Anyway, last night we had a party for our GLBT & Allies group at work. It was held on the 30th floor of a building overlooking Madison Square Park, and the views were terrific. We could clearly see the Chrysler Building and the Empire State Building, not to mention the Flatiron right next door.
I had a lot of fun -- it’s interesting how socializing with people from work is totally different from working with them! I also got to hang out with a bunch of people I often don’t see during the course of a normal workday.
But it’s funny -- this building had balconies, where I stood for quite a while, talking and admiring the view. Then, after I got home and went to bed, I had scary half-asleep visions of myself and/or others falling from the balconies. Yikes! (I think it must have something to do with the current dire economic situation at work, and our periodic layoffs. Where’s my dream analyst when I need one?)
(Photo: Bedford-Stuyvesant, Brooklyn, June 2008)
Thursday, June 26, 2008
Still not much to report. Just work and my normal routines, for the most part. I've been trying to focus on finishing "Jane Eyre," which I had to put down for a while -- I'm finally getting toward the end. I'm enjoying it, but I just haven't made the time to sit down and read until now.
I saw "Get Smart" the other day. I always liked the 60s sitcom, but the movie offers further proof that a silly TV show doesn't always offer adequate foundation for a two-hour movie. Steve Carrell, though a good actor and comic, gives Maxwell Smart a bit too much gravitas and style for my taste.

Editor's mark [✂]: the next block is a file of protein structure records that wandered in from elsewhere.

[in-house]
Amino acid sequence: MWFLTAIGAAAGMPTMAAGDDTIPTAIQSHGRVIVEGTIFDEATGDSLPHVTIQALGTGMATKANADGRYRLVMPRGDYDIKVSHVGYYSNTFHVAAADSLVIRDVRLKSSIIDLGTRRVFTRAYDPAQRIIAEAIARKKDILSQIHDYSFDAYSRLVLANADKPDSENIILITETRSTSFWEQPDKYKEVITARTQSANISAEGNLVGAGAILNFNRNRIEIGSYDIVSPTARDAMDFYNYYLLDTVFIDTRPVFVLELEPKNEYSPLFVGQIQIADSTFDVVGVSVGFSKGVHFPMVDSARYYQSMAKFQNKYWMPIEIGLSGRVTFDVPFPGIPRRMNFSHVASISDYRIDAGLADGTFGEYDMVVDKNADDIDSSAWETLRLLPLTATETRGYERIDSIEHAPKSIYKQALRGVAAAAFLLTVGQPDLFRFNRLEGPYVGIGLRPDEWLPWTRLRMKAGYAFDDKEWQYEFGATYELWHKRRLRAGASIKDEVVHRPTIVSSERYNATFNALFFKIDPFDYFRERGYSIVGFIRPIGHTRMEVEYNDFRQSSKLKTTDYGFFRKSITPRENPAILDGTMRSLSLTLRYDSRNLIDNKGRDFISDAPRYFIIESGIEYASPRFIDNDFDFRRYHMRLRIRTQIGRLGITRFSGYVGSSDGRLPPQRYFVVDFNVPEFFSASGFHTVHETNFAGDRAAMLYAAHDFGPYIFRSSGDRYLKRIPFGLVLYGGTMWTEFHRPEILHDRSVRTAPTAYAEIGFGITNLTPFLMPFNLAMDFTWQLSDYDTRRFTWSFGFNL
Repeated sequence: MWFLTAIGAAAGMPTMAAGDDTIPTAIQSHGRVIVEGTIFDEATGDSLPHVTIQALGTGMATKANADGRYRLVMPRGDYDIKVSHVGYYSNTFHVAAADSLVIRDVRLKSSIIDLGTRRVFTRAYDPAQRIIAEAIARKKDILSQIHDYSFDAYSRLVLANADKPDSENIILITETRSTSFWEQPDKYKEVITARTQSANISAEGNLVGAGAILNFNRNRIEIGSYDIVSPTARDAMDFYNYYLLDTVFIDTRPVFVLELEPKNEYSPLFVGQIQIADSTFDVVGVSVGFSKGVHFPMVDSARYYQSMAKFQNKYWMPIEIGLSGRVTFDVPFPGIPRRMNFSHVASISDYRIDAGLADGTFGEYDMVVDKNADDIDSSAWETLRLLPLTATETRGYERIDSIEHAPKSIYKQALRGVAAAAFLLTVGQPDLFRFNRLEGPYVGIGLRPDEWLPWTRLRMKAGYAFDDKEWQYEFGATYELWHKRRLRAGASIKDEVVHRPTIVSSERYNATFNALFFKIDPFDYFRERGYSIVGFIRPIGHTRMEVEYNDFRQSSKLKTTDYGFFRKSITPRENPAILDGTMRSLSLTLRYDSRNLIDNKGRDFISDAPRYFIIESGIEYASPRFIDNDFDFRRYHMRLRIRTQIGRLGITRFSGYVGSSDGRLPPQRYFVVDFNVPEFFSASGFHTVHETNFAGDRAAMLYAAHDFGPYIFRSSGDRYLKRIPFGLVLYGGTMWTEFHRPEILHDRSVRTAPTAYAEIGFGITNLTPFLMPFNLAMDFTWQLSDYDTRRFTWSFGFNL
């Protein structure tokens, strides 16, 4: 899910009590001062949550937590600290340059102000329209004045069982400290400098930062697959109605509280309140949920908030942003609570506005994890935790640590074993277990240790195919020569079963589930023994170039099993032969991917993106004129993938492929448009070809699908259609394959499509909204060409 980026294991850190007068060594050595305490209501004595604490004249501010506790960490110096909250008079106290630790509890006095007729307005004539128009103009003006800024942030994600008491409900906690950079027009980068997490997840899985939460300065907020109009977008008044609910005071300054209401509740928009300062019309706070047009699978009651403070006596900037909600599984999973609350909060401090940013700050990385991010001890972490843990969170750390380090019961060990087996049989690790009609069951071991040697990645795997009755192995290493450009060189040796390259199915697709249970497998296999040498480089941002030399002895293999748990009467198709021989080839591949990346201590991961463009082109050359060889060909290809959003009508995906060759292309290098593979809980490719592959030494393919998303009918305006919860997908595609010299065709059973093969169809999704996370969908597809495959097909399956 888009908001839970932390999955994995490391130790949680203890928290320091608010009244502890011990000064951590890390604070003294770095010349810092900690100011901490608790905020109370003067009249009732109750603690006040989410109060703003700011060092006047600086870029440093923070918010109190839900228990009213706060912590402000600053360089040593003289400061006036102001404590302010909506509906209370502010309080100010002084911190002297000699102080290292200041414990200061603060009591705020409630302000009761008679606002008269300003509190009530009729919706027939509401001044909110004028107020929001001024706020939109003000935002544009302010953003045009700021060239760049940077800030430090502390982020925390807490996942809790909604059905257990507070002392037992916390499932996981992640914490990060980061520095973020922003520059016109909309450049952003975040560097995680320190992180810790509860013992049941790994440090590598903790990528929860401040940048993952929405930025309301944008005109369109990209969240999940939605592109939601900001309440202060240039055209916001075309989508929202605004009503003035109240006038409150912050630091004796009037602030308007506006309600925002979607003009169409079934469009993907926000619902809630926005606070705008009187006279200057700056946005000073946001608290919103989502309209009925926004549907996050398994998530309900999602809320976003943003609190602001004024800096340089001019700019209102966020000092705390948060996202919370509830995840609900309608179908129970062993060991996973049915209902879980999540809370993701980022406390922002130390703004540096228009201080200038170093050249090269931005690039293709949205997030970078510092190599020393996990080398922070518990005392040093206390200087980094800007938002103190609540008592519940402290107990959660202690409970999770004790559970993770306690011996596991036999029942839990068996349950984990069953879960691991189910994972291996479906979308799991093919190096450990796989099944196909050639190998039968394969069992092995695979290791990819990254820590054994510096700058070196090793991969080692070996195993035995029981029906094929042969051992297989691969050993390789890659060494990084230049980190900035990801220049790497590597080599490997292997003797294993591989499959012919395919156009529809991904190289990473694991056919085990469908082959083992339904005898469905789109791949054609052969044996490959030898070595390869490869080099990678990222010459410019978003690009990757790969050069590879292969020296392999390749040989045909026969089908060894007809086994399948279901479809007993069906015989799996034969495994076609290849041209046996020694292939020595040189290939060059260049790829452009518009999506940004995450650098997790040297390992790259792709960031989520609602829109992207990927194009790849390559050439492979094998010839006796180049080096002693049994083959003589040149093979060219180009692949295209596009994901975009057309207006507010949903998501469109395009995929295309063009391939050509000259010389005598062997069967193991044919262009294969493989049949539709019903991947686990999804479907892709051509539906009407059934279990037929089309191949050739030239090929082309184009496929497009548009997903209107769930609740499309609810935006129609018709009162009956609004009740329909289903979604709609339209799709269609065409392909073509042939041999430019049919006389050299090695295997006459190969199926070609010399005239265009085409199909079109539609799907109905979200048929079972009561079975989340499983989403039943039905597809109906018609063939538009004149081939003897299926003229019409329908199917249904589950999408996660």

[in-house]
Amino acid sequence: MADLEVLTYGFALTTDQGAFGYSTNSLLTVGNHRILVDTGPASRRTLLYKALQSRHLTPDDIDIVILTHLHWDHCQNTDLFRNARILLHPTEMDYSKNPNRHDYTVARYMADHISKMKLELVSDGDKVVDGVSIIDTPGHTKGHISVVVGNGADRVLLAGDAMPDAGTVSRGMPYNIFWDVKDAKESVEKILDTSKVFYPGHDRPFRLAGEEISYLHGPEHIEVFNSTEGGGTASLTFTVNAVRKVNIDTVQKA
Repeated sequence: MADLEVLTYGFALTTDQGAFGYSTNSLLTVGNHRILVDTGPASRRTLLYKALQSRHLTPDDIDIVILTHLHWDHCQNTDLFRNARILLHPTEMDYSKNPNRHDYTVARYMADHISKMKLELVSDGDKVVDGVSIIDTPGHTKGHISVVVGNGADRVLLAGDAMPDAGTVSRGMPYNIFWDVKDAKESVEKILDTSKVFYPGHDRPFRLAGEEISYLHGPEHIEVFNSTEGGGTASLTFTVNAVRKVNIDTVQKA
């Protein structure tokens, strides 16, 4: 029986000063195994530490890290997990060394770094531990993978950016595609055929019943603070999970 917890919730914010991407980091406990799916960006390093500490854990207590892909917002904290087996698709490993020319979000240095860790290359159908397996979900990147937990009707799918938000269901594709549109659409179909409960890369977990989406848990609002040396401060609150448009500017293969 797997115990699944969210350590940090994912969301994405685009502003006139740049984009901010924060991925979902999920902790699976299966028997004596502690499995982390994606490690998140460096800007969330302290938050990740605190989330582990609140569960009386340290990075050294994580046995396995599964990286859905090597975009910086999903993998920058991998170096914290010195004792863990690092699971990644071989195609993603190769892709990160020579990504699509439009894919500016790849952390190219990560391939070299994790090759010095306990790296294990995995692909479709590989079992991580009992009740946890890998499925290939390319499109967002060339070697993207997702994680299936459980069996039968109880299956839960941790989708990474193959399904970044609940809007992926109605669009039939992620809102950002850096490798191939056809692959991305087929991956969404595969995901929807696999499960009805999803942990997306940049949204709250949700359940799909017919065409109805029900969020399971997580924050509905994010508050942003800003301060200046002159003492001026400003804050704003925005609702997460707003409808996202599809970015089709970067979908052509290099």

(Photo: Graffiti in SoHo, June 2008)
Tuesday, June 24, 2008
Friday, June 20, 2008
Last night, as I was walking home on Third Avenue after dinner with a friend, I found a starfish lying on the sidewalk.
I kid you not. A real, actual starfish. It wasn’t a living starfish, mind you -- it had been bleached and dried and otherwise rendered non-stinky. But a starfish nonetheless. I picked it up and looked around quizzically, thinking I might be on Candid Camera, or whatever the modern equivalent is. But no one paid me any attention.
So I brought the starfish home and put it on a shelf with some other seashells.
Strange things wash up on the sidewalks of New York from time to time.
Unrelated: If you’re a Suzanne Vega fan, you’ll want to read this.
(Photo: E. 29th Street, May 2008)
Thursday, June 19, 2008
Yesterday I had an opportunity to meet Bishop Gene Robinson, the openly gay church leader who’s become such a lightning rod in the Episcopal Church. If you’ve been following his story at all, you know his election as bishop of New Hampshire has prompted a call for schism in the church, from a handful of conservative churches in the U.S. and from some church leaders overseas.
Robinson is a smooth, relaxed speaker, and he’s fascinating to hear -- which I guess shouldn’t be a surprise, given that he’s a bishop. He believes that what’s happened to him only mirrors what’s happening in the greater society -- essentially an end to the patriarchal structure, which threatens those who have traditionally held all the power. He said homophobia is closely tied to misogyny, because homosexuality is seen as a weakening, a feminizing, of traditional male roles.
He also said he believes the Bible is the word of God, but not the “words of God,” thus drawing a line between Biblical literalists and a more interpretive stance on scripture. He doesn’t think God dictated the Bible and then went on vacation; he’s still speaking to us. We just have to listen.
I thought it was a fascinating talk. I always wondered why Robinson didn’t resign and save the church all this trouble -- as inherently wrong as that would be -- but now I see he believes this odyssey is all part of God’s plan. More power to him.
(Photo: Theater district, May 2008)
Wednesday, June 18, 2008